I’m going to make an appointment with my PCP tomorrow and discuss it with her.

After two weeks on the pill, I’ve decided to give it up and do natural family planning.

Why? I was already concerned about and tired of the breakthrough bleeding, even though I called my OB-GYN’s office and they told me it is normal. But when I woke up with a horrible migraine I thought it was time to call my personal doctor and she advised me to stop taking it because my body is probably not tolerating it. She said that any side effect should be taken into consideration, and I really don’t want to put more strain on my body.

So as up tonight I’m not on Loestrin anymore, and I don’t think I’m going to use any birth control other than the natural ones. I know it requires effort, but I think it will be better to avoid health issues.

Thanks for all the suggestions! :slight_smile: I feel liberated.

well i got preg twice with type 2 & have 2 very healthy children aged 2 & 5

Have been on Yasmin for 5 days, and am stopping it tomorrow. I was emotional (crying, thinking about suicide!), but the worst was that I felt like a drugged up zombie. I can’t live like that. The high BG’s before my period are much more manageable than this!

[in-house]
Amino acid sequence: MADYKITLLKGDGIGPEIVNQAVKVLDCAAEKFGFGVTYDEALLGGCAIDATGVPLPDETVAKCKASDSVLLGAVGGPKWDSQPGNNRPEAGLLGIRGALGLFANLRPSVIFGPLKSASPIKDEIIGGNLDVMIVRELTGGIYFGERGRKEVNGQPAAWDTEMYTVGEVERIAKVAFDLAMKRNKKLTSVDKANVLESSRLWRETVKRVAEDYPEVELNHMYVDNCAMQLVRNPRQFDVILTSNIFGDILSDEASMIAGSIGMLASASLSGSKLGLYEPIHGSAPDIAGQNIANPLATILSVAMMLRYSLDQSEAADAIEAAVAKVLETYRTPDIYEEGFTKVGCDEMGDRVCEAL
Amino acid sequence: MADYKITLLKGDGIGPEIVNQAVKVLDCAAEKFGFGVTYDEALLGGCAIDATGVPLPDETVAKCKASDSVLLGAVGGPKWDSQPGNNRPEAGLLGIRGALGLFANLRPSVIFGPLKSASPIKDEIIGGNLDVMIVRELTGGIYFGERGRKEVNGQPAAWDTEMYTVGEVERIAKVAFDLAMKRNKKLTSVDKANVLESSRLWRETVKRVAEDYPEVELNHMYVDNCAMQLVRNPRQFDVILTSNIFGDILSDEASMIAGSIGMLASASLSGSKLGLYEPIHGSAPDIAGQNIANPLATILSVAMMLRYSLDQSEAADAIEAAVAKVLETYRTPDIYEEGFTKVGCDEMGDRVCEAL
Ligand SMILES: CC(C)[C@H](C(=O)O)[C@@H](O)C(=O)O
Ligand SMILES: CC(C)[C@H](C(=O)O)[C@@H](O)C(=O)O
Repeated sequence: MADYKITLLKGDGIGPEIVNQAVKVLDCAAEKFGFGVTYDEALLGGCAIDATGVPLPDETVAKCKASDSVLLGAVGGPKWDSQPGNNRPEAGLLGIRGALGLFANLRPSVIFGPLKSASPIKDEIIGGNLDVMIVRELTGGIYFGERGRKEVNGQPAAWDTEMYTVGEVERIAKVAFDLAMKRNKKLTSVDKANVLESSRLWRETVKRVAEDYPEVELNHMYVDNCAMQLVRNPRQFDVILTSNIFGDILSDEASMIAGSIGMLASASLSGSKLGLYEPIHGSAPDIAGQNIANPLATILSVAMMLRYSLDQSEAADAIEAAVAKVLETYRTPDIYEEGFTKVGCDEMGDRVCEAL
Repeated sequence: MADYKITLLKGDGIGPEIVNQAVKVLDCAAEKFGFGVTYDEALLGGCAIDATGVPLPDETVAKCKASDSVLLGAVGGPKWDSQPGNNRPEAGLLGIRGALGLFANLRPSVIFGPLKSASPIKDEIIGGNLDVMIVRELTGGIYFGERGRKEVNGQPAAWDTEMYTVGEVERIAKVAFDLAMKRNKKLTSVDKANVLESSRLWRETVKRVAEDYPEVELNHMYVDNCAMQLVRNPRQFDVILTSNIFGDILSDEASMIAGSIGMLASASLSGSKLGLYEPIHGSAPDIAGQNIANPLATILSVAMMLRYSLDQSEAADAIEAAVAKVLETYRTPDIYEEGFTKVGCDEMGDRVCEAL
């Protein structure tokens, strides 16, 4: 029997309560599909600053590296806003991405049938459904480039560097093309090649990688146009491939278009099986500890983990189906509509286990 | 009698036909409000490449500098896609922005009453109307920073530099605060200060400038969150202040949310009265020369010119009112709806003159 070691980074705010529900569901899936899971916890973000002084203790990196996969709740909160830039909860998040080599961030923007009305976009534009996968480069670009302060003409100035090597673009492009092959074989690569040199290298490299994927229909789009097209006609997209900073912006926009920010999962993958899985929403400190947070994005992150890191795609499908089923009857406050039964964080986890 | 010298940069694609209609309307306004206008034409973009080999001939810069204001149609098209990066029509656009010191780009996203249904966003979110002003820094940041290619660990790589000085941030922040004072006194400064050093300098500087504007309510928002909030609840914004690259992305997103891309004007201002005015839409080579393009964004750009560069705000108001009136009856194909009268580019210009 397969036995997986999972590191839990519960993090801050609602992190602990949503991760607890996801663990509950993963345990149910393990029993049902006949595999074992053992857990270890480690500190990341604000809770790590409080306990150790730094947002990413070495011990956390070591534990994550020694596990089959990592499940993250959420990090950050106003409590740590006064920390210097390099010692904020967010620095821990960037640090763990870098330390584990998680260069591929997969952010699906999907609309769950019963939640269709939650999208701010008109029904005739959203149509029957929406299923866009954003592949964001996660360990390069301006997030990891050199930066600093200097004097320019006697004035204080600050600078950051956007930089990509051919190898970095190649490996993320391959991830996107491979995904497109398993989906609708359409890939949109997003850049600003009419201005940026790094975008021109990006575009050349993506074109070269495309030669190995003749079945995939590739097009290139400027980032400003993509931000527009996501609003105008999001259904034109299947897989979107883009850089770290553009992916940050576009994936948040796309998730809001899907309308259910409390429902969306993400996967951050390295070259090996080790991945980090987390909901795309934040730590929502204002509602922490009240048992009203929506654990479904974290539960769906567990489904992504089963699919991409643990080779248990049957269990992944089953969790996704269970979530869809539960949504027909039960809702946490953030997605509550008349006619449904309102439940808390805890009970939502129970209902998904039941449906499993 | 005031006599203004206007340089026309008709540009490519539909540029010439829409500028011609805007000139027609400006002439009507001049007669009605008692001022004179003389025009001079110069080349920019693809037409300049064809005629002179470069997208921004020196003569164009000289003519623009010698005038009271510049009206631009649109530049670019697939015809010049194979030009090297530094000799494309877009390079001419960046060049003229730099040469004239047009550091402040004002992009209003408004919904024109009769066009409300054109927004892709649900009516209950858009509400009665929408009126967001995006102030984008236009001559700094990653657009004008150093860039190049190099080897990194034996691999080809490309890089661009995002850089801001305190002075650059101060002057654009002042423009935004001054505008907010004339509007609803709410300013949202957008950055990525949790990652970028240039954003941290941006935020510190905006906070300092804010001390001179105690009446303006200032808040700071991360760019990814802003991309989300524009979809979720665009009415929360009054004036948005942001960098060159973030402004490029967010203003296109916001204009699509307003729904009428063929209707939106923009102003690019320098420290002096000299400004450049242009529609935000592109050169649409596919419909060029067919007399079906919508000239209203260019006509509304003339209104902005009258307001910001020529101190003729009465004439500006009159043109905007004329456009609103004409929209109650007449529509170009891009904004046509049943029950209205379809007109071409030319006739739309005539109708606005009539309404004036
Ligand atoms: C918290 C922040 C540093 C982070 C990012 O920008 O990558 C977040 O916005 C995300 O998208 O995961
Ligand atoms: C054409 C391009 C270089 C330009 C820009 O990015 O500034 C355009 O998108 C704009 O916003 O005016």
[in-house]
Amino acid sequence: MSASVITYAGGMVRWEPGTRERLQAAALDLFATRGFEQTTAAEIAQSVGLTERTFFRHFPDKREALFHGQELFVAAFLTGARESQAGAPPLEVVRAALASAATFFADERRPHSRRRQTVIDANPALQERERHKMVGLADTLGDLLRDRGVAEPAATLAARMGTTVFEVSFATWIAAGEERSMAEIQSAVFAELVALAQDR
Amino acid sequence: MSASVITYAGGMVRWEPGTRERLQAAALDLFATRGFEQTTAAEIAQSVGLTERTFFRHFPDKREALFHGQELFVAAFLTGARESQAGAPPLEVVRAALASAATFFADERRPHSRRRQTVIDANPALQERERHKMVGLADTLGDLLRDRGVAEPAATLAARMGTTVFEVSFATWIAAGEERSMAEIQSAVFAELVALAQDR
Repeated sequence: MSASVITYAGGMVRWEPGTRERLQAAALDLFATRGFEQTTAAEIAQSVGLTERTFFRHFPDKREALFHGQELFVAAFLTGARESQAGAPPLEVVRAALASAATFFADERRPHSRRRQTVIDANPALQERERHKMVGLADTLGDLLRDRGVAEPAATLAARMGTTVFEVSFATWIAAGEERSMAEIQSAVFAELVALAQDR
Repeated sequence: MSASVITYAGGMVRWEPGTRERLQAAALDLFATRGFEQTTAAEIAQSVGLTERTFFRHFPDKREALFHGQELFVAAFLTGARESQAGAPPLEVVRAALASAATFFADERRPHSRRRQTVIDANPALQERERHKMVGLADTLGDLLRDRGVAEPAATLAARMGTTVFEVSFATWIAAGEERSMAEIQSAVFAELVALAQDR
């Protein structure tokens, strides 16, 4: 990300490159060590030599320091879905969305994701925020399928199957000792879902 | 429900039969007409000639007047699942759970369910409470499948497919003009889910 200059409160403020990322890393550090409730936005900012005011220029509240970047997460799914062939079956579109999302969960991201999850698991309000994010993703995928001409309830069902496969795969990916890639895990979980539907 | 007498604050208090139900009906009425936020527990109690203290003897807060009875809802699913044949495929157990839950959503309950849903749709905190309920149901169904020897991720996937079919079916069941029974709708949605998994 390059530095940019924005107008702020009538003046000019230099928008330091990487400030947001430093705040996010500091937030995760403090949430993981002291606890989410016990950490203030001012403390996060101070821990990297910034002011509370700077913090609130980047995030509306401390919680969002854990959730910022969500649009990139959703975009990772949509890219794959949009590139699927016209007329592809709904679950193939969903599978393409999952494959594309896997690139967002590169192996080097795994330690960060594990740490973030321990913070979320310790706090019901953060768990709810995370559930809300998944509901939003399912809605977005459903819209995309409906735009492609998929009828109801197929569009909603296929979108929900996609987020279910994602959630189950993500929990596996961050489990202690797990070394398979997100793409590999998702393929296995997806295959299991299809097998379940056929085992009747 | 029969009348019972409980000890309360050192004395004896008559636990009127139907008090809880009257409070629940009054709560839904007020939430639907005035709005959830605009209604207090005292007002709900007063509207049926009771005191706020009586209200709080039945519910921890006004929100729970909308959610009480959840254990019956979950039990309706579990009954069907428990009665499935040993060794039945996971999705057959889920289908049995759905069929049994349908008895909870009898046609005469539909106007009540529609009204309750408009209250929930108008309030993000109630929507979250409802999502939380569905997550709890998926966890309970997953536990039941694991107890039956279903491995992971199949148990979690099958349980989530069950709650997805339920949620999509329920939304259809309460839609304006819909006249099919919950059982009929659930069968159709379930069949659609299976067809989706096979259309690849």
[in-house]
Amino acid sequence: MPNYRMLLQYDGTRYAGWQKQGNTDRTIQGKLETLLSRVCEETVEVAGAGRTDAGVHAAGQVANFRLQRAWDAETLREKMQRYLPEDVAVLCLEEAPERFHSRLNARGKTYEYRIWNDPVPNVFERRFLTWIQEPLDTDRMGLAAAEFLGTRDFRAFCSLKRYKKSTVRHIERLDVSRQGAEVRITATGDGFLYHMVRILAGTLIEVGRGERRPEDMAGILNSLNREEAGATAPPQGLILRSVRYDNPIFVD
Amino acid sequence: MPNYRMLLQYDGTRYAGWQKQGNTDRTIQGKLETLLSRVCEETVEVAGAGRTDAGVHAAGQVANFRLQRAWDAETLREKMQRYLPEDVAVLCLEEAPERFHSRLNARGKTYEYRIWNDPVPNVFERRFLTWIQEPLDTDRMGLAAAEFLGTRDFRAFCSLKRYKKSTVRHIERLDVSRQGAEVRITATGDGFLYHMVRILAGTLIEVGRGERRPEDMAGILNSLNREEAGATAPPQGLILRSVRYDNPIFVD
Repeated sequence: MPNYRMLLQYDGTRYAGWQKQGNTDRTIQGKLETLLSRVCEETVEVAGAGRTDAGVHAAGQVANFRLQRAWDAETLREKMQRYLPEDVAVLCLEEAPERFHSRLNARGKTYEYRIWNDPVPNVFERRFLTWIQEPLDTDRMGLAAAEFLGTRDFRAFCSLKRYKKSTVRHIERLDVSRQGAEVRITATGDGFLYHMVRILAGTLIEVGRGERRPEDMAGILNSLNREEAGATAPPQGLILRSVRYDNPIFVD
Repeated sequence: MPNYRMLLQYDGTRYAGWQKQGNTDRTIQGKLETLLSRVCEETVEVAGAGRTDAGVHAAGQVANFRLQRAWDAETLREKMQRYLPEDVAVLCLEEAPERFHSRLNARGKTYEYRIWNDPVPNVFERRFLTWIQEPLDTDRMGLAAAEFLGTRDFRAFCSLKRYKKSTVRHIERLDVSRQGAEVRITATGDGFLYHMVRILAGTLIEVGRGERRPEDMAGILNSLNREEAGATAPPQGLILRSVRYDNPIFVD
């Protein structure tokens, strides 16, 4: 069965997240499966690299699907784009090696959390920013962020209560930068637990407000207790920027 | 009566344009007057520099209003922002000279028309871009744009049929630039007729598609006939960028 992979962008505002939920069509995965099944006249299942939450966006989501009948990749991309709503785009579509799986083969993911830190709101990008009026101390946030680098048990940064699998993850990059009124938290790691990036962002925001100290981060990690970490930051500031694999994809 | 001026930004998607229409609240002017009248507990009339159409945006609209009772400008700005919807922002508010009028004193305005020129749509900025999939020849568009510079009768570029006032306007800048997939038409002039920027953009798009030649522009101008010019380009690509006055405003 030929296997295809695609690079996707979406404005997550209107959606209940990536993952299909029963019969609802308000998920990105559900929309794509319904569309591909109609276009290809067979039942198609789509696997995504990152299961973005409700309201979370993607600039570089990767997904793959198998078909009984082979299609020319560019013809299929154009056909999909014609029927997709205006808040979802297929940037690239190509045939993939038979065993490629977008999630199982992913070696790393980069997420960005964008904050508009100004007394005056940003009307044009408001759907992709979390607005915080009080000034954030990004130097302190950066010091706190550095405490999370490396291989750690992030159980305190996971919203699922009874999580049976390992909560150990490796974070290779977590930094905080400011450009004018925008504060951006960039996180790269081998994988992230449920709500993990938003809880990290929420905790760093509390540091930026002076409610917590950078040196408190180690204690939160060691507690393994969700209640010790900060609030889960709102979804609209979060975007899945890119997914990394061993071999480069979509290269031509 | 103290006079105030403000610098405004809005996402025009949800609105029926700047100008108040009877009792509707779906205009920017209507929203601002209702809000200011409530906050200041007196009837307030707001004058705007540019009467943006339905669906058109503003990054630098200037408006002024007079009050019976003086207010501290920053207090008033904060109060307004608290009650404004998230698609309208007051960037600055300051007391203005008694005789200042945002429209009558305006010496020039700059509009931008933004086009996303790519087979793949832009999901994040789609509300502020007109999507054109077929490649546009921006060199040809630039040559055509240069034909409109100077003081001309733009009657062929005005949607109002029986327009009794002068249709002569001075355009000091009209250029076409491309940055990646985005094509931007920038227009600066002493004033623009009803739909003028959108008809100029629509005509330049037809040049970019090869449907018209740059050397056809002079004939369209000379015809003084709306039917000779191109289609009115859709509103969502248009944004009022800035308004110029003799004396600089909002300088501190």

I was put on both within a week. In fact, I was diagnosed with diabetes because I was having dismenoreah and had to go to the hospital. SO the doc put me on reclipsen and asked how long I had been diabetic. I of course said “I am not diabetic” and it went from there.

The only thing that I don’t like about the BC/metformin combo is the constant nausea. It’s NO fun the first week of the month of pills (after the placebos) and of course the “cure” for nausea–crackers.

Hope this helps.

I’ve been taking the pill for 20 something years now and it works great. It’s a tri-phasic pill called Mircette… low dose. Haven’t had any problems at all with it - bloodsugar, moods or otherwise.

I used to use the NuvaRing. No side effects from it for me, just have to insert one vaginally ever 3 weeks (or 4 if you want) and go from there. Right now we have no clue what is going on with my period as I am not having one and I am not pregnant or on birth control. Check into the NuvaRing as long as you aren’t squirmish about inserting it vaginally.